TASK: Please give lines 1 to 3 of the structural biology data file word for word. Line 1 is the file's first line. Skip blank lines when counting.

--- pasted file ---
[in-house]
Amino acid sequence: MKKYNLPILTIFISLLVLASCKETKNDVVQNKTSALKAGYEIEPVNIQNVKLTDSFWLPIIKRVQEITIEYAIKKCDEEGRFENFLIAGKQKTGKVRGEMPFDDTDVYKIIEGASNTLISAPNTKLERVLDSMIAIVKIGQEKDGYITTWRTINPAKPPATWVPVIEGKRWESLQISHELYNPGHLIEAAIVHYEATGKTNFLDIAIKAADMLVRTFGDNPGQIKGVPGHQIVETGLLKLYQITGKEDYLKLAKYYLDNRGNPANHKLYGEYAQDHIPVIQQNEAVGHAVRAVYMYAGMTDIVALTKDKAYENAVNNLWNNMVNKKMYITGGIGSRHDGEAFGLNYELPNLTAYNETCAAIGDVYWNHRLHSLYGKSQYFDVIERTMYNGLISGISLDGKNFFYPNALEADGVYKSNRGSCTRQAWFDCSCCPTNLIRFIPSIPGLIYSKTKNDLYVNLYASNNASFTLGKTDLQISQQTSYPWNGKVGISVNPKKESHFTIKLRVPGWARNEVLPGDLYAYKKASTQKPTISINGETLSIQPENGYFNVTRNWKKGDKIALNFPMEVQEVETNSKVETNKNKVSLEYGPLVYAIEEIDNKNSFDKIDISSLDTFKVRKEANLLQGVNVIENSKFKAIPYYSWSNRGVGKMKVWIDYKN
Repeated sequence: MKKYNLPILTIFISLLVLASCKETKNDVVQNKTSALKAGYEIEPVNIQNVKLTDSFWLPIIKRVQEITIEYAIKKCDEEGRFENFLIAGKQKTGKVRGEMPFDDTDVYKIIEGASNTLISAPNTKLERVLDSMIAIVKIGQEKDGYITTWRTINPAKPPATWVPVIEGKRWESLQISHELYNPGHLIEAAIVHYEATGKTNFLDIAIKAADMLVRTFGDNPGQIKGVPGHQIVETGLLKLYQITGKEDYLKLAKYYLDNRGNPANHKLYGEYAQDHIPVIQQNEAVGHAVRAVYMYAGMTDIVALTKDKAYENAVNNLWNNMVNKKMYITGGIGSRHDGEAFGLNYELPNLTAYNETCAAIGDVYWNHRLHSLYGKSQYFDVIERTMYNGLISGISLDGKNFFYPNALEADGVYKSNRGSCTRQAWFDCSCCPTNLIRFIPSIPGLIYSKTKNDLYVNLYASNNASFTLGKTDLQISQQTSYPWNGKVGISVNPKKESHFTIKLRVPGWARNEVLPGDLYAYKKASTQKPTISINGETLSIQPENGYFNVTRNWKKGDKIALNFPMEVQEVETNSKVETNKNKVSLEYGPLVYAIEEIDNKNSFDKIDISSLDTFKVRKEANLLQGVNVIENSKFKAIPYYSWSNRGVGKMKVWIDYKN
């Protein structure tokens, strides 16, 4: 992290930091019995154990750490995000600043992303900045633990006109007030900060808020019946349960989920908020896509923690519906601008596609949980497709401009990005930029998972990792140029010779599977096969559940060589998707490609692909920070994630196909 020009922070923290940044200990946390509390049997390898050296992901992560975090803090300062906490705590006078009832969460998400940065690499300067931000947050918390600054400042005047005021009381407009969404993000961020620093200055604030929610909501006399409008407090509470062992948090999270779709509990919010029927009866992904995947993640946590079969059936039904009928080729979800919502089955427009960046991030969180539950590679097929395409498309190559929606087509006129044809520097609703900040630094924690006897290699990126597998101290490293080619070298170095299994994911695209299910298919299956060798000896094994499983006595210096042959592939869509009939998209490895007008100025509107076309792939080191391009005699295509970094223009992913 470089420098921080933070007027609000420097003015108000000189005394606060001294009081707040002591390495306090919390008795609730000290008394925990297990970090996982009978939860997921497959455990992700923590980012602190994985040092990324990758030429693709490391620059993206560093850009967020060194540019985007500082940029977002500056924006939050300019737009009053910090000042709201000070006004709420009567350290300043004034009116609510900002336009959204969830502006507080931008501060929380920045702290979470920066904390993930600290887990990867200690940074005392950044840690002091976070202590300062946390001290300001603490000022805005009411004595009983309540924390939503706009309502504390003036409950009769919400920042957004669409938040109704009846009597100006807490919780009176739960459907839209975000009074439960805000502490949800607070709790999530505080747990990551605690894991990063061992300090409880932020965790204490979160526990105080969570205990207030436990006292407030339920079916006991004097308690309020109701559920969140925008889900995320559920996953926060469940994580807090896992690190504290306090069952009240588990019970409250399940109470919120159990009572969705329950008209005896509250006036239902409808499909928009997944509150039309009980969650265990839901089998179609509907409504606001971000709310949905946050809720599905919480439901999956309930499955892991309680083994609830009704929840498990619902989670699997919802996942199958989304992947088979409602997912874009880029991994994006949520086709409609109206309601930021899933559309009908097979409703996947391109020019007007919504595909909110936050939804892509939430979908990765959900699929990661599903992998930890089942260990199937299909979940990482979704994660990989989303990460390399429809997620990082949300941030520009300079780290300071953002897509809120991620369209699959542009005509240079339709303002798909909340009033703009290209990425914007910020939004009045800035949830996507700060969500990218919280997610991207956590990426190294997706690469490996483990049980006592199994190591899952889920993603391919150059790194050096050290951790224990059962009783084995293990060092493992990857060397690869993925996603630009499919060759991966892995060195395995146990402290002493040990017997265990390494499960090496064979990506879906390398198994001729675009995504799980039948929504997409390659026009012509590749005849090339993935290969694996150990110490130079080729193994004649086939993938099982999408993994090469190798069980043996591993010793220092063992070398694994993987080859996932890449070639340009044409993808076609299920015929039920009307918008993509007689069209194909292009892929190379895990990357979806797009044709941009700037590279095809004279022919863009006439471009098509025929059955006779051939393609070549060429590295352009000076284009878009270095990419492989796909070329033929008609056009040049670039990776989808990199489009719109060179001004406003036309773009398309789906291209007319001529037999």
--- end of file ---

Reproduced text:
[in-house]
Amino acid sequence: MKKYNLPILTIFISLLVLASCKETKNDVVQNKTSALKAGYEIEPVNIQNVKLTDSFWLPIIKRVQEITIEYAIKKCDEEGRFENFLIAGKQKTGKVRGEMPFDDTDVYKIIEGASNTLISAPNTKLERVLDSMIAIVKIGQEKDGYITTWRTINPAKPPATWVPVIEGKRWESLQISHELYNPGHLIEAAIVHYEATGKTNFLDIAIKAADMLVRTFGDNPGQIKGVPGHQIVETGLLKLYQITGKEDYLKLAKYYLDNRGNPANHKLYGEYAQDHIPVIQQNEAVGHAVRAVYMYAGMTDIVALTKDKAYENAVNNLWNNMVNKKMYITGGIGSRHDGEAFGLNYELPNLTAYNETCAAIGDVYWNHRLHSLYGKSQYFDVIERTMYNGLISGISLDGKNFFYPNALEADGVYKSNRGSCTRQAWFDCSCCPTNLIRFIPSIPGLIYSKTKNDLYVNLYASNNASFTLGKTDLQISQQTSYPWNGKVGISVNPKKESHFTIKLRVPGWARNEVLPGDLYAYKKASTQKPTISINGETLSIQPENGYFNVTRNWKKGDKIALNFPMEVQEVETNSKVETNKNKVSLEYGPLVYAIEEIDNKNSFDKIDISSLDTFKVRKEANLLQGVNVIENSKFKAIPYYSWSNRGVGKMKVWIDYKN
Repeated sequence: MKKYNLPILTIFISLLVLASCKETKNDVVQNKTSALKAGYEIEPVNIQNVKLTDSFWLPIIKRVQEITIEYAIKKCDEEGRFENFLIAGKQKTGKVRGEMPFDDTDVYKIIEGASNTLISAPNTKLERVLDSMIAIVKIGQEKDGYITTWRTINPAKPPATWVPVIEGKRWESLQISHELYNPGHLIEAAIVHYEATGKTNFLDIAIKAADMLVRTFGDNPGQIKGVPGHQIVETGLLKLYQITGKEDYLKLAKYYLDNRGNPANHKLYGEYAQDHIPVIQQNEAVGHAVRAVYMYAGMTDIVALTKDKAYENAVNNLWNNMVNKKMYITGGIGSRHDGEAFGLNYELPNLTAYNETCAAIGDVYWNHRLHSLYGKSQYFDVIERTMYNGLISGISLDGKNFFYPNALEADGVYKSNRGSCTRQAWFDCSCCPTNLIRFIPSIPGLIYSKTKNDLYVNLYASNNASFTLGKTDLQISQQTSYPWNGKVGISVNPKKESHFTIKLRVPGWARNEVLPGDLYAYKKASTQKPTISINGETLSIQPENGYFNVTRNWKKGDKIALNFPMEVQEVETNSKVETNKNKVSLEYGPLVYAIEEIDNKNSFDKIDISSLDTFKVRKEANLLQGVNVIENSKFKAIPYYSWSNRGVGKMKVWIDYKN